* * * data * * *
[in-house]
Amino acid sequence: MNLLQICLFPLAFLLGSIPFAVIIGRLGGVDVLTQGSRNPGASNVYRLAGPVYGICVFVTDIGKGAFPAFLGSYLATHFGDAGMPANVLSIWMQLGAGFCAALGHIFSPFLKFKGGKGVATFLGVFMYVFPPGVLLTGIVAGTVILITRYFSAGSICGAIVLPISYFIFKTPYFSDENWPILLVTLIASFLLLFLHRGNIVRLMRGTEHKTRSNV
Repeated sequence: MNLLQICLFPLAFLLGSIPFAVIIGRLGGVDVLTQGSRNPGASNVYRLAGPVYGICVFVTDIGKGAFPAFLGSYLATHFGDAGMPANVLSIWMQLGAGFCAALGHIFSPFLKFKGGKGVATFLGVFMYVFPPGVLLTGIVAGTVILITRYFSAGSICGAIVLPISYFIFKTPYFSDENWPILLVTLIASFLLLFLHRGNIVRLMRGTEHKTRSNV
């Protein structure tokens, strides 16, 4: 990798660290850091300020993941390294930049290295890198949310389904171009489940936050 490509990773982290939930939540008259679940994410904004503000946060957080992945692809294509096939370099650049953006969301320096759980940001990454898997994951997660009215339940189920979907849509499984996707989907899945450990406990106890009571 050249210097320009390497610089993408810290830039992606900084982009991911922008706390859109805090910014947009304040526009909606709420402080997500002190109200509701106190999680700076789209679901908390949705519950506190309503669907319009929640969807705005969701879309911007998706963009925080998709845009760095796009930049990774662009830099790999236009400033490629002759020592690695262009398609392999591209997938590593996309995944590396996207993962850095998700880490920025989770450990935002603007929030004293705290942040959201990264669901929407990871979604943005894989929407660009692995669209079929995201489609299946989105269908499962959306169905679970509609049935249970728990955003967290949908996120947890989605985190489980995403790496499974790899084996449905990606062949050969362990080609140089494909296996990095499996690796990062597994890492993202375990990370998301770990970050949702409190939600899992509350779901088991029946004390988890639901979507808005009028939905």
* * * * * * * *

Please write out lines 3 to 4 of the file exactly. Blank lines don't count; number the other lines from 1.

Repeated sequence: MNLLQICLFPLAFLLGSIPFAVIIGRLGGVDVLTQGSRNPGASNVYRLAGPVYGICVFVTDIGKGAFPAFLGSYLATHFGDAGMPANVLSIWMQLGAGFCAALGHIFSPFLKFKGGKGVATFLGVFMYVFPPGVLLTGIVAGTVILITRYFSAGSICGAIVLPISYFIFKTPYFSDENWPILLVTLIASFLLLFLHRGNIVRLMRGTEHKTRSNV
């Protein structure tokens, strides 16, 4: 990798660290850091300020993941390294930049290295890198949310389904171009489940936050 490509990773982290939930939540008259679940994410904004503000946060957080992945692809294509096939370099650049953006969301320096759980940001990454898997994951997660009215339940189920979907849509499984996707989907899945450990406990106890009571 050249210097320009390497610089993408810290830039992606900084982009991911922008706390859109805090910014947009304040526009909606709420402080997500002190109200509701106190999680700076789209679901908390949705519950506190309503669907319009929640969807705005969701879309911007998706963009925080998709845009760095796009930049990774662009830099790999236009400033490629002759020592690695262009398609392999591209997938590593996309995944590396996207993962850095998700880490920025989770450990935002603007929030004293705290942040959201990264669901929407990871979604943005894989929407660009692995669209079929995201489609299946989105269908499962959306169905679970509609049935249970728990955003967290949908996120947890989605985190489980995403790496499974790899084996449905990606062949050969362990080609140089494909296996990095499996690796990062597994890492993202375990990370998301770990970050949702409190939600899992509350779901088991029946004390988890639901979507808005009028939905």